Those crowds got big – so big that Tuscaloosa Police Chief Brent Blankley ordered several patrol cars to be brought in to disperse the crowds, which had grown to overwhelming and potentially dangerous sizes – but in the end no one was injured.

“Fortunately, we haven’t had any (violent) incidents on the Strip,” Blankley said last month, “but it could have ended very differently.”

But when these incidents occurred within weeks of a shooting in a Temerson Square bar, injuring five people and arresting two for attempted murder, city officials are now trying to act.

CONNECTED::After arrests on A-Day weekend, those responsible at Tuscaloosa are considering limiting bar hours and alcohol sales

A week after the passionate talk about limiting bar hours, reducing alcohol-serving times, and the idea of ​​shutting down businesses not worth the tax dollars spent on protecting them, the conversations take on a more productive tone.

“We want to take a holistic approach – not an approach between us and them – to solve this problem because we are all together,” said Walt Maddox, Mayor of Tuscaloosa.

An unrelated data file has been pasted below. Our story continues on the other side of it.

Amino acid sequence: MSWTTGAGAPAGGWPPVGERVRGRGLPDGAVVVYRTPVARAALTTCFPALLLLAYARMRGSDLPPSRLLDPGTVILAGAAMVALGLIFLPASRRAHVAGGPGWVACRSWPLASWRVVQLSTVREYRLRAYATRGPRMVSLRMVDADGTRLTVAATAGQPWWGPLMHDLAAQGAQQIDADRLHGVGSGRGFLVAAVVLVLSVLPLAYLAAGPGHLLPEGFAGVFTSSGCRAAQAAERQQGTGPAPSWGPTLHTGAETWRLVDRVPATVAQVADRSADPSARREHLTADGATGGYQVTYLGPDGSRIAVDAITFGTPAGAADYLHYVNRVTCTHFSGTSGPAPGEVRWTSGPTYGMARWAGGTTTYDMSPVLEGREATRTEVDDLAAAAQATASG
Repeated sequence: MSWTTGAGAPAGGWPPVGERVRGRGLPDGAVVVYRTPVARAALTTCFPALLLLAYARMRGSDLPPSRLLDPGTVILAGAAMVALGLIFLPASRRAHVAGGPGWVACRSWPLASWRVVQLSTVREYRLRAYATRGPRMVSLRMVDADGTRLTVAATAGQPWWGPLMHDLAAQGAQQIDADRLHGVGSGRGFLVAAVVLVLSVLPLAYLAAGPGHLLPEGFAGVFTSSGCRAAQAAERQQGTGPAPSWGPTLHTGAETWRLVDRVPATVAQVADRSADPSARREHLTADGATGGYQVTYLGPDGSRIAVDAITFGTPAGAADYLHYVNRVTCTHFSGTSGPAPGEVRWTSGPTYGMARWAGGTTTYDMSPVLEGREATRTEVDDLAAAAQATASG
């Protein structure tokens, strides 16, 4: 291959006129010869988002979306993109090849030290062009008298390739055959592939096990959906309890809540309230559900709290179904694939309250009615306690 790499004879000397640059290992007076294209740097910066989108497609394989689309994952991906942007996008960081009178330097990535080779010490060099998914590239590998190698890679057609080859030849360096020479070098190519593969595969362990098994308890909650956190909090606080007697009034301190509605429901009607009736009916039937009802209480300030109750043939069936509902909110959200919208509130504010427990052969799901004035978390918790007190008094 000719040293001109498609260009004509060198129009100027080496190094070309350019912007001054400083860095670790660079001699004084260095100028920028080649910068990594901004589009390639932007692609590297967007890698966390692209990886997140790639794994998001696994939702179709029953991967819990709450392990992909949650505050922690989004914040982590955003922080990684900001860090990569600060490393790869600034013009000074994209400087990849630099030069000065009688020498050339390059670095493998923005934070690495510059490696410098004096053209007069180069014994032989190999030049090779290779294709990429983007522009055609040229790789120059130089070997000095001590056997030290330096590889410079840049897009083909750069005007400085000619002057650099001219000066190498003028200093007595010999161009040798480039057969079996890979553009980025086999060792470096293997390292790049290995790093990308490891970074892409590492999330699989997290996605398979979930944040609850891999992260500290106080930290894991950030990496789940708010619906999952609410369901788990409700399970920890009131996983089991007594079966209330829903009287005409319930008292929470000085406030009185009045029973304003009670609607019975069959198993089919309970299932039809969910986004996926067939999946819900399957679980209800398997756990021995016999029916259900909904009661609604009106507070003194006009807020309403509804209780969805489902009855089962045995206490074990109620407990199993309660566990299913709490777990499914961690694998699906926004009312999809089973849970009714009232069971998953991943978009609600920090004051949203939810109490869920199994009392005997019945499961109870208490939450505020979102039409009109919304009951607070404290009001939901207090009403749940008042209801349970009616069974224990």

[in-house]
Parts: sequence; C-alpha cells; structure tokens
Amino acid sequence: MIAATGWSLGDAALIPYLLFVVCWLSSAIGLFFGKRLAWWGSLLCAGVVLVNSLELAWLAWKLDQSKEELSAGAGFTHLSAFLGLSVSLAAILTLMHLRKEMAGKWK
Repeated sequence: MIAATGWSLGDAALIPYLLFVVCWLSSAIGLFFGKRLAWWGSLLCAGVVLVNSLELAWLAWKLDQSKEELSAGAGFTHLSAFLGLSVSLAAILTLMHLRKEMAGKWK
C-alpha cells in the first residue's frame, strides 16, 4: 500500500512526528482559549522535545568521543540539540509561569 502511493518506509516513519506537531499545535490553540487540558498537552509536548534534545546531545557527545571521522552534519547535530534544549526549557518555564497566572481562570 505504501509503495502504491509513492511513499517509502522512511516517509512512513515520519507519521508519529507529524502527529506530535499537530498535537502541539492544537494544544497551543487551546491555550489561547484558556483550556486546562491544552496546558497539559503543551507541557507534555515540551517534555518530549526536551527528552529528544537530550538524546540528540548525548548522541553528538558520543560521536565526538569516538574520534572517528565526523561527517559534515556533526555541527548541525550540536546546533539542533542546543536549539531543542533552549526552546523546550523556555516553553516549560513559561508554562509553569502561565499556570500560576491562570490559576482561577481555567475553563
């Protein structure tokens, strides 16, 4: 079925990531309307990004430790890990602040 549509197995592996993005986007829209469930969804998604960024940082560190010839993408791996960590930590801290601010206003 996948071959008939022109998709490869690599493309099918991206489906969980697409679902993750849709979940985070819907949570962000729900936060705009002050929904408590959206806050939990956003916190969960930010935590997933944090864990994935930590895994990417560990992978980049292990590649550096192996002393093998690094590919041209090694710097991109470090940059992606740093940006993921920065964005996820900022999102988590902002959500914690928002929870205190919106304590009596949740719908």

A recent meeting between City Hall and the business owners along the Strip created some consensus.

Owens was part of that meeting and said that everyone involved apparently wanted the same thing: a safer entertainment area without hurting people who have invested so much in their own businesses.

And what exactly that is still has to be found.

“I think it’s too early,” Owens said of possible answers. “I think we’re all still at the stage where we’re talking about solutions.”

Some things that everyone seems to agree on are improved lighting and a reduction in foliage to allow for greater lines of sight.

However, other measures such as shortening the opening times of the bar or closing the streets to vehicle traffic do not meet with such enthusiasm.